A Thriving Third Age
We are committed to ensuring that, wherever possible, older people can enjoy a thriving 'third age'. This means supporting people who want to keep on working. And it means maximising incomes and reducing costs where possible. In 2014/15, despite improvements over time, 120,000 people of pensionable age were still living in poverty in Scotland: this is particularly important because older people can find it harder than those of working age to increase their incomes. There is a lot we can do to address these issues.
We will take a number of actions to maximise older people's incomes to ensure they can enjoy a decent and fulfilling 'third age'.
We will help those older people who want to keep working after they have reached state pension age. The number of workers over state pension age has increased consistently over the past decade, particularly since the 2011 legislation to abolish the default retirement age. As part of our commitment to a thriving third age, we want to make sure that older workers are supported to keep developing and improving their skills. But we are concerned that some older people, women in particular, may feel they have to work because of low pension incomes and/or that they end up working in lower skilled jobs to balance work and caring responsibilities. We will therefore ensure that older workers' needs are considered in the development of new employment services, some of which will be devolved to Scotland from April 2017. Particular support requirements might include retraining and confidence building, as well as increased support for flexible working. All programmes will be fully person-centred, with support plans being tailored to individual needs.
Research Action - Older People And Employment
In June 2016, we published initial research on older people and employment, which looked at the drivers behind the substantial increase in the numbers working past state pension age over the past decade. 13 As this showed, more can be done to support those older people who are already working or who want to work but find it difficult to do so. To help us move forward, a second stage of research will be undertaken with older people themselves. This will explore the key issues and concerns of older people who work or actively seek employment, aiming to identify interventions to help reduce the barriers they face.
We will help older people claim the financial support they are entitled to. If every person eligible for Pension Credit and Council Tax Reduction received these entitlements, poverty levels amongst older people would be lower. So we will fund a Financial Health Check service with an older people strand: the health check will offer a personalised service to maximise incomes for older people in retirement this will help those already in receipt of the State Pension, but also those approaching pension age in Scotland. We will also seek advice from the devolved government in Northern Ireland, which has had some success in boosting Pension Credit uptake, and from our partners across Scotland about the best way to maximise benefit take up for older people.
New Social Isolation And Loneliness Approach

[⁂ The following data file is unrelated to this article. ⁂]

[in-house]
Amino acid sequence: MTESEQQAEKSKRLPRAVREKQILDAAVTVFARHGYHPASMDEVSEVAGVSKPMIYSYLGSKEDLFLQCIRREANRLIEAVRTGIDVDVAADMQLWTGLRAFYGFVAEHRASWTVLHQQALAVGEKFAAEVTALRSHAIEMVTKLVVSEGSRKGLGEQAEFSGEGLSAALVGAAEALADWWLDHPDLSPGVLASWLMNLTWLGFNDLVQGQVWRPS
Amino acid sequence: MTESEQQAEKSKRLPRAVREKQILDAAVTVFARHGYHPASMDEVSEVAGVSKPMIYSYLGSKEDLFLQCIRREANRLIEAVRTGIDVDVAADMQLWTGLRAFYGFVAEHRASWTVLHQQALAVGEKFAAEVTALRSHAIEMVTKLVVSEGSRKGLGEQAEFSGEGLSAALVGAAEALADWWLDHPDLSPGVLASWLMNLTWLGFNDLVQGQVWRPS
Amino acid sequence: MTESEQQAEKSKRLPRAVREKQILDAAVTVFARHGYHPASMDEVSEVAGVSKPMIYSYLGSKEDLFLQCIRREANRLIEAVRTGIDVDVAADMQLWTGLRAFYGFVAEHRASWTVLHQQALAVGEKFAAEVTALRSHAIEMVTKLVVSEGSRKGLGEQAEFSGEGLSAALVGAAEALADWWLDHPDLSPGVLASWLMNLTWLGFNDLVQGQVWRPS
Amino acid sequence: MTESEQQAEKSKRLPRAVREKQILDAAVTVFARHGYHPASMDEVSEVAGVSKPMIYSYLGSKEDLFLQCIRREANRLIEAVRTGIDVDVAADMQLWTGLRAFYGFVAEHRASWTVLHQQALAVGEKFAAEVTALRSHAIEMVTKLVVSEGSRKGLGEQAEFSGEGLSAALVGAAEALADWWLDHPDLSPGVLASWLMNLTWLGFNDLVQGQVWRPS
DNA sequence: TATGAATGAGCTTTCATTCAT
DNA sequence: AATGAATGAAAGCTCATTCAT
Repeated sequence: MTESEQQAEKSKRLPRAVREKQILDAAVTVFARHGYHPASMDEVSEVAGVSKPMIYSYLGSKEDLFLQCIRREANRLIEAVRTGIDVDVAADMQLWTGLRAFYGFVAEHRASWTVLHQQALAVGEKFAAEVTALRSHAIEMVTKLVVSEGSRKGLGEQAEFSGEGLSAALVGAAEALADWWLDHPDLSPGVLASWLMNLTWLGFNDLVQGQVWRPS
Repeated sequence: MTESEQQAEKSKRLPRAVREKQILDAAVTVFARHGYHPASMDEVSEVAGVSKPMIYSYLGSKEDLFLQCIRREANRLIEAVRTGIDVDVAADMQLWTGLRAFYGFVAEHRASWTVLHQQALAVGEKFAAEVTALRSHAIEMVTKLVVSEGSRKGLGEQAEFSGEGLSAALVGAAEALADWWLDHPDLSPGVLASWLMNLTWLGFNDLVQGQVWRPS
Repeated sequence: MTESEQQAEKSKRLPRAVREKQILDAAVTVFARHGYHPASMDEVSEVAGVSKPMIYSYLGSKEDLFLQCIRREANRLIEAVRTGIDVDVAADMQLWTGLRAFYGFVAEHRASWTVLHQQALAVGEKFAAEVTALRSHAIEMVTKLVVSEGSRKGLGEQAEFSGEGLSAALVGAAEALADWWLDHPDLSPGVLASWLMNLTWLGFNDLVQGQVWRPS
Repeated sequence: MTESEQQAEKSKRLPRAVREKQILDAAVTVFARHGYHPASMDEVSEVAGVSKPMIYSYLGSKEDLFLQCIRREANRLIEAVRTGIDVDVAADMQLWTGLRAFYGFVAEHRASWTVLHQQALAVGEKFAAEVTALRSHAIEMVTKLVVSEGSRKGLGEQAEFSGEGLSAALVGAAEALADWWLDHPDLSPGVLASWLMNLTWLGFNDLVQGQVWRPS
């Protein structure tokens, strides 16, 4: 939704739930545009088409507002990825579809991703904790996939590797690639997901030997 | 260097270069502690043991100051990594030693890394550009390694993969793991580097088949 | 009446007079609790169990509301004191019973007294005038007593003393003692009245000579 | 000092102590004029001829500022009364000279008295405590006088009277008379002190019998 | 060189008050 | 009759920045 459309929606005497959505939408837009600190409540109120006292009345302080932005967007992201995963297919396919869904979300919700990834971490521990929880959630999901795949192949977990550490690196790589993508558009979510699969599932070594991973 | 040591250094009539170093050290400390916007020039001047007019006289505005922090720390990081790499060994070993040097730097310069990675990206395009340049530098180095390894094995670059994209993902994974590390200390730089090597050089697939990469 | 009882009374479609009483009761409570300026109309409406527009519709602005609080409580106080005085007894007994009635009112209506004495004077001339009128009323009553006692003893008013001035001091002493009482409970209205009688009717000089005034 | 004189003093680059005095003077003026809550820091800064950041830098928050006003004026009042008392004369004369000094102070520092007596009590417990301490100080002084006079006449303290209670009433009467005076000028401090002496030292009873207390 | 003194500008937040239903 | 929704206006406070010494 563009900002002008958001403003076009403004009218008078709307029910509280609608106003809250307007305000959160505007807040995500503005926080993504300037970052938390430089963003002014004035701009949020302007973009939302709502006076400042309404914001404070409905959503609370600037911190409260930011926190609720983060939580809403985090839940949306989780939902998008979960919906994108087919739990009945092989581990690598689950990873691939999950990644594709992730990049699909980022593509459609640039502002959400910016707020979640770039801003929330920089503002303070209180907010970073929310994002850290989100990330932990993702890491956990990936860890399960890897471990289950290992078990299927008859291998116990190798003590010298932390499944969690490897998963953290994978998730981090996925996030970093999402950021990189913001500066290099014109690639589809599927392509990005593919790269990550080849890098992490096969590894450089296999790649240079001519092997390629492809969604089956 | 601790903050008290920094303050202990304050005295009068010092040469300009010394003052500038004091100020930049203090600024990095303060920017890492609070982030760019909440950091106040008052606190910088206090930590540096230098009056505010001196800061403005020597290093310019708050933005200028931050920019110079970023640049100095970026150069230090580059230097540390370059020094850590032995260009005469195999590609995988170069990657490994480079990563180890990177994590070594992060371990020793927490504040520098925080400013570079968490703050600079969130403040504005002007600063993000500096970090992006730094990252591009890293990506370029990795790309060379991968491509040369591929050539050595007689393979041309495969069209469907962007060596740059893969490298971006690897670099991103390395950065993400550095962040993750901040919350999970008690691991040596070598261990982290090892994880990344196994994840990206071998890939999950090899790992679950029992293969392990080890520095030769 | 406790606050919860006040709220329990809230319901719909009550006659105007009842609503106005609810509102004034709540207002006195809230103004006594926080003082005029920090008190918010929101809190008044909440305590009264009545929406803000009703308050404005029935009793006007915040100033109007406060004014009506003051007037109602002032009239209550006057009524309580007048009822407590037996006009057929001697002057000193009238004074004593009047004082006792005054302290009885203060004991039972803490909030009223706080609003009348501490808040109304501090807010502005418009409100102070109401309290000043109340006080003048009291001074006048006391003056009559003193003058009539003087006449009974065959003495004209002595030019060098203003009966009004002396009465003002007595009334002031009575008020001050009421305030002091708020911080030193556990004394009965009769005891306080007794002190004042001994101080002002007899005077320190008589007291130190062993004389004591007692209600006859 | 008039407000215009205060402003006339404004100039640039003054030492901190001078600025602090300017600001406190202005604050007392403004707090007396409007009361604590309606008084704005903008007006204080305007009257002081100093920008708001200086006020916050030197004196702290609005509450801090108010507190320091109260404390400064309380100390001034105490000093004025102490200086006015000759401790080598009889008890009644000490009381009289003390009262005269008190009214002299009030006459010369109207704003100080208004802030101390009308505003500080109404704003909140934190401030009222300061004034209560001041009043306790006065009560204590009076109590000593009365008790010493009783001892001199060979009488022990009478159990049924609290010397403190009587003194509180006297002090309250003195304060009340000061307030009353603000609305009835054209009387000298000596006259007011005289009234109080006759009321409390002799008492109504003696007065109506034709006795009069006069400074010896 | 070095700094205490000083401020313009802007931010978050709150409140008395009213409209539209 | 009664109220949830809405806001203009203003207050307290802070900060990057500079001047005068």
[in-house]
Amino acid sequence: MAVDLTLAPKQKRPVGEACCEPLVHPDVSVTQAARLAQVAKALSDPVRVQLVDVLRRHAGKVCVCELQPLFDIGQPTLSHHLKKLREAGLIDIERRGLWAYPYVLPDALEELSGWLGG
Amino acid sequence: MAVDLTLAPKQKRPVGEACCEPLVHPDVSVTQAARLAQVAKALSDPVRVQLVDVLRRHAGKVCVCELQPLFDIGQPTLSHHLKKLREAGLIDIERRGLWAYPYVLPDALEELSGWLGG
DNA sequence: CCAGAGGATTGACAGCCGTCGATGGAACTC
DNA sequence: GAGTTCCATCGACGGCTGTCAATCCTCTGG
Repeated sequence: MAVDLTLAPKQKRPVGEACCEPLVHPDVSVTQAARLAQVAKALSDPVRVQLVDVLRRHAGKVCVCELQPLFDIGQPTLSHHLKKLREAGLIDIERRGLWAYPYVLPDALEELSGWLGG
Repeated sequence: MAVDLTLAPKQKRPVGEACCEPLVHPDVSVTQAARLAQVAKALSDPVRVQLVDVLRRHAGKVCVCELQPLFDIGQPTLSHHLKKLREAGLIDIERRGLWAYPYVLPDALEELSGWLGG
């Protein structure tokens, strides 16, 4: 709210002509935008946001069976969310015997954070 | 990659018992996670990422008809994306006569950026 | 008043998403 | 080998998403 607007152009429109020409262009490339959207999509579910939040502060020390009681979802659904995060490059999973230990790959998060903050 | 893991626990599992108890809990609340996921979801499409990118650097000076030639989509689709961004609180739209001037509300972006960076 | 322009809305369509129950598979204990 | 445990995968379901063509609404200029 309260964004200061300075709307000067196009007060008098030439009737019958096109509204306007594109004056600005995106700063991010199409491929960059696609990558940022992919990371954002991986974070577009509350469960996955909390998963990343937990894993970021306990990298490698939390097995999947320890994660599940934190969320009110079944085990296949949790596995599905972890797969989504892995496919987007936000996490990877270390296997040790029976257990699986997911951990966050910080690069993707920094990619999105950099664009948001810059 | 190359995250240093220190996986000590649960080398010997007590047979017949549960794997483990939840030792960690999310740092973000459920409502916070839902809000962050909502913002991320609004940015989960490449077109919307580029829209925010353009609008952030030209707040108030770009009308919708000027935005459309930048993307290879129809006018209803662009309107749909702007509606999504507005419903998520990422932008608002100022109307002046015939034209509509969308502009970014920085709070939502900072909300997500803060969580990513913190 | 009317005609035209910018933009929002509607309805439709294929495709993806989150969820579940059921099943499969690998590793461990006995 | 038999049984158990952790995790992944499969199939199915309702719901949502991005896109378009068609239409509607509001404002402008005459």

In 2017, we will develop a new approach to social isolation and loneliness. These issues can affect people of all ages but, as the Fairer Scotland conversations noted, can be particularly challenging for older people. A report from the Scottish Parliament's Equal Opportunities Committee identified a range of concerns that we are determined to address. The Scottish Government and its partners have many programmes and funding streams which are in place to address social isolation and loneliness. But these all need to be coordinated better, and we will take action, informed by the best available evidence, via a new strategic approach.
Our planned reforms to council tax will protect older people on low incomes. While three quarters of Scottish households that live in bands A to D will be unaffected by planned reforms to council tax band system, those in bands E to H will pay more. However, up to 54,000 households living in bands E to H on low incomes will be entitled to an exemption from the changes through the Council Tax Reduction Scheme - more than one third of these are pensioner households.
Refreshed Age, Home And Community Strategy
We will refresh our Age, Home and Community Strategy to take account of changing need, demographics and help address issues of isolation as well as improving access to suitable housing for older people. We will ensure there is flexibility in the housing grant subsidy arrangements within the Affordable Housing Supply Programme, so that social landlords are supported to build specialist housing in accordance with need.
We will improve the current system of Funeral Payments, so it helps more people, is more predictable and provides help more quickly. Funeral costs, which are currently rising above inflation, are a key concern for many older people on low incomes, as well as for those younger people who are responsible for paying for a funeral. Funeral Payments help those on qualifying low income benefits pay for a funeral and reduce the need to borrow money using credit cards, high cost loans or other more informal routes. Improving the system of Funeral Payments will help reassure the many older people who worry about the cost of funerals. We are also taking forward a range of other activity to help people plan ahead and address rising costs, including publishing a Funeral Costs Plan. To inform this, we will be hosting round-table events and a national conference on funeral poverty. In the longer term, we will consider plans for a Funeral Bond to help people plan ahead for their funeral.
It takes all of us to build a fairer Scotland. Can you Help?
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